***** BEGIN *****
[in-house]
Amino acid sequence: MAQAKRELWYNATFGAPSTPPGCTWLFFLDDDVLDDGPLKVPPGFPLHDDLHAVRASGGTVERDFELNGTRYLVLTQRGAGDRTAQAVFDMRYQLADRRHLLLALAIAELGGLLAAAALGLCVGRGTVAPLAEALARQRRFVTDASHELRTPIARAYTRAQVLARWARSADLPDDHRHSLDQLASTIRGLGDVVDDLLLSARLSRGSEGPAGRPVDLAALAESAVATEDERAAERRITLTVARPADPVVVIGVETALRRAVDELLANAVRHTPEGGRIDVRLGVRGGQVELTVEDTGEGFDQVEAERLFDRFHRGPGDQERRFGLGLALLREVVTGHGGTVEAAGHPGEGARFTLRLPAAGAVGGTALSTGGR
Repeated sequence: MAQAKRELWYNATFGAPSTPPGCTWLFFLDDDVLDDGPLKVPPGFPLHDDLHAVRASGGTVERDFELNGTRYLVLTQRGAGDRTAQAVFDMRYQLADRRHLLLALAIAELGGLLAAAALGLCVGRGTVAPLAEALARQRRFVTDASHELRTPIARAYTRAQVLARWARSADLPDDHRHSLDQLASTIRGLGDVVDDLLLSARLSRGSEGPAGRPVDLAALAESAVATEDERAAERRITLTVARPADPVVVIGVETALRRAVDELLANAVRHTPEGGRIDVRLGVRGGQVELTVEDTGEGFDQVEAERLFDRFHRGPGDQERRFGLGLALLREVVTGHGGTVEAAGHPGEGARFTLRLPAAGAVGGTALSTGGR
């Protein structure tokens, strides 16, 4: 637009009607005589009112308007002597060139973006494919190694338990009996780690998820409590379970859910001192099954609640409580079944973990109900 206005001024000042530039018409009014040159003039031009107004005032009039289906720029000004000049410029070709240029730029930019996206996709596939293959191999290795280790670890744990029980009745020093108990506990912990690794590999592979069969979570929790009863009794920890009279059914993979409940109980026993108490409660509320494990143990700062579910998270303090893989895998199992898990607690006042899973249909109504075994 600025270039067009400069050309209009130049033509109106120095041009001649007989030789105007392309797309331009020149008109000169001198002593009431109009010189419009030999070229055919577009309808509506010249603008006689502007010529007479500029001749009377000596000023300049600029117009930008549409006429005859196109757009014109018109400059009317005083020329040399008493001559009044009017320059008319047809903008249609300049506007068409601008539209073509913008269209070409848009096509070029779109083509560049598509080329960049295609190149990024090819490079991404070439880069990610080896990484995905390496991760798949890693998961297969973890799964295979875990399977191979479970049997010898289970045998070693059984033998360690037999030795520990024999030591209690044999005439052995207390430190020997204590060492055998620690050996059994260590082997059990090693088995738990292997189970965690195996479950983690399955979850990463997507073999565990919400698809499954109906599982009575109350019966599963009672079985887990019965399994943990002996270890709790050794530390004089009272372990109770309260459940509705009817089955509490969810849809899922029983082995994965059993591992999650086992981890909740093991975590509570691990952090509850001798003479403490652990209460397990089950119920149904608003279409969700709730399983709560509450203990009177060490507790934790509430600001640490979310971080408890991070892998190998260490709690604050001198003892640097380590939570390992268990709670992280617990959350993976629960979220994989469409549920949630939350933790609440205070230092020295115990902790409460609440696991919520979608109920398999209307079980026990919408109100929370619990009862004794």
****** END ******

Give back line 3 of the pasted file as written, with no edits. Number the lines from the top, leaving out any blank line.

Repeated sequence: MAQAKRELWYNATFGAPSTPPGCTWLFFLDDDVLDDGPLKVPPGFPLHDDLHAVRASGGTVERDFELNGTRYLVLTQRGAGDRTAQAVFDMRYQLADRRHLLLALAIAELGGLLAAAALGLCVGRGTVAPLAEALARQRRFVTDASHELRTPIARAYTRAQVLARWARSADLPDDHRHSLDQLASTIRGLGDVVDDLLLSARLSRGSEGPAGRPVDLAALAESAVATEDERAAERRITLTVARPADPVVVIGVETALRRAVDELLANAVRHTPEGGRIDVRLGVRGGQVELTVEDTGEGFDQVEAERLFDRFHRGPGDQERRFGLGLALLREVVTGHGGTVEAAGHPGEGARFTLRLPAAGAVGGTALSTGGR